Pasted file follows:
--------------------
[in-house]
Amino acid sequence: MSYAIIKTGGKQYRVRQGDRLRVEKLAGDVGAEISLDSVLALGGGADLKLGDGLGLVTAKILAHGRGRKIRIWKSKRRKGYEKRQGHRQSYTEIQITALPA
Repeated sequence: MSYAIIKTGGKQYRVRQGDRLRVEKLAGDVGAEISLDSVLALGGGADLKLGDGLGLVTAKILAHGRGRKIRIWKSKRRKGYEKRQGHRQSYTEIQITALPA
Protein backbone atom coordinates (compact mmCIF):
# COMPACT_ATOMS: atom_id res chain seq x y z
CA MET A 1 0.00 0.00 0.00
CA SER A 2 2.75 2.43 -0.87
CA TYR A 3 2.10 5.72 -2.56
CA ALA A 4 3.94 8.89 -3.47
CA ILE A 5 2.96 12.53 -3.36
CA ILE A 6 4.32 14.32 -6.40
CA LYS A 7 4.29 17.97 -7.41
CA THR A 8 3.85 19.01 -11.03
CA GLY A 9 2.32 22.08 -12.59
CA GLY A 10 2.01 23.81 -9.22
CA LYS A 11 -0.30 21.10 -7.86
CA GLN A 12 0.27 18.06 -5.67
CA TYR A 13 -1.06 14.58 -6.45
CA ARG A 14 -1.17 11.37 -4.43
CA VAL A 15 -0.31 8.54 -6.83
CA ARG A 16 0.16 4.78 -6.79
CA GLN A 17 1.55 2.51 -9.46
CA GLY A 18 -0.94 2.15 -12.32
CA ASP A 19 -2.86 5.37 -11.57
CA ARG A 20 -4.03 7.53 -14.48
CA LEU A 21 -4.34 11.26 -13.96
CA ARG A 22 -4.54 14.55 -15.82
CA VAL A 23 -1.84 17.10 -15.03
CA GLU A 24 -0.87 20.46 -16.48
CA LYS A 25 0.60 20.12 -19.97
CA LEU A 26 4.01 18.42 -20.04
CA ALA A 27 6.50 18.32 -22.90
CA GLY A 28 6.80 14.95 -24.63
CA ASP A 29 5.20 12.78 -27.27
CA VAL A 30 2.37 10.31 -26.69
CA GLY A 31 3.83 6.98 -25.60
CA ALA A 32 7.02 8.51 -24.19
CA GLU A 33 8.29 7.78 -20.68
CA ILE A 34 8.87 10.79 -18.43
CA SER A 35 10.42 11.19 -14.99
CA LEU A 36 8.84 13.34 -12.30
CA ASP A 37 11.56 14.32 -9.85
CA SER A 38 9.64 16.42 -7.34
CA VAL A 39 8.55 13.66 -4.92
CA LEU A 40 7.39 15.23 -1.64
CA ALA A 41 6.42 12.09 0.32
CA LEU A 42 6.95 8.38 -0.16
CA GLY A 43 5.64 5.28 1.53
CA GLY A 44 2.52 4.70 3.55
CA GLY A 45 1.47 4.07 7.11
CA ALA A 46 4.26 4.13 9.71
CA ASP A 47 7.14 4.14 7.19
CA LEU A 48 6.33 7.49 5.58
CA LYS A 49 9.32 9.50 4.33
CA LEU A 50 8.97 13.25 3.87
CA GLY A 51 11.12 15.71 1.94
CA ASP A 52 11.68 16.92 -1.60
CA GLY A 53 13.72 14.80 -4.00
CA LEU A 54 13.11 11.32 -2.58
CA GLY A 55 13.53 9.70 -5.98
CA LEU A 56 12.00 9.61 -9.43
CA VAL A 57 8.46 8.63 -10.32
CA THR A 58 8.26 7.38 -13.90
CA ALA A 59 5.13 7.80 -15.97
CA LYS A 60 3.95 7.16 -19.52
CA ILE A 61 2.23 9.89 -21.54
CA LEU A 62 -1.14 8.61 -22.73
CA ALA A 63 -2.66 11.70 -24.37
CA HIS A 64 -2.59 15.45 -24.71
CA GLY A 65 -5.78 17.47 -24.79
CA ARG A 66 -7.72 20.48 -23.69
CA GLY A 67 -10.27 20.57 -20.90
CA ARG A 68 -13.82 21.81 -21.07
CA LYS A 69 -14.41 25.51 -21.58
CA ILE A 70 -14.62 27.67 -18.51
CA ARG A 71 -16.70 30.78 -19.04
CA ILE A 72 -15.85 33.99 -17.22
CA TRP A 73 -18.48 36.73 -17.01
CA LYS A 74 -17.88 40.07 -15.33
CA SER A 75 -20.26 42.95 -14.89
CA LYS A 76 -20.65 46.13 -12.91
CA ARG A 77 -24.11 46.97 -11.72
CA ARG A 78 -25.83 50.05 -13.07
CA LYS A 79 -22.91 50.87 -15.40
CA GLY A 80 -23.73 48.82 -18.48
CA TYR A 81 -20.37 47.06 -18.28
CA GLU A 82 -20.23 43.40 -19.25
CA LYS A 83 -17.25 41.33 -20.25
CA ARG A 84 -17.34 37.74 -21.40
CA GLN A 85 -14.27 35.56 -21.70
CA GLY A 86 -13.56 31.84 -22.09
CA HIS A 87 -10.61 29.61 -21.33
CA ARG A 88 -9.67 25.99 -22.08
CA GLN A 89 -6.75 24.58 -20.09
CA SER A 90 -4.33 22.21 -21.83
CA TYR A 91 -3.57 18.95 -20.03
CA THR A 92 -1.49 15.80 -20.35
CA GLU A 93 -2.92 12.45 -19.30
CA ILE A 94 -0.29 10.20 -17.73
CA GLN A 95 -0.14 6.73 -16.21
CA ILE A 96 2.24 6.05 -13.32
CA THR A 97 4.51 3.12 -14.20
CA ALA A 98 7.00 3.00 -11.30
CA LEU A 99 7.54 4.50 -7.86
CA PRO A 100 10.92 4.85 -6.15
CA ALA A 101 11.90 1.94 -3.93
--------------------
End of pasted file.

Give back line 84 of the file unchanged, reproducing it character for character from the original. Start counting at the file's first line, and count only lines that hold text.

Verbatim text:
CA LYS A 79 -22.91 50.87 -15.40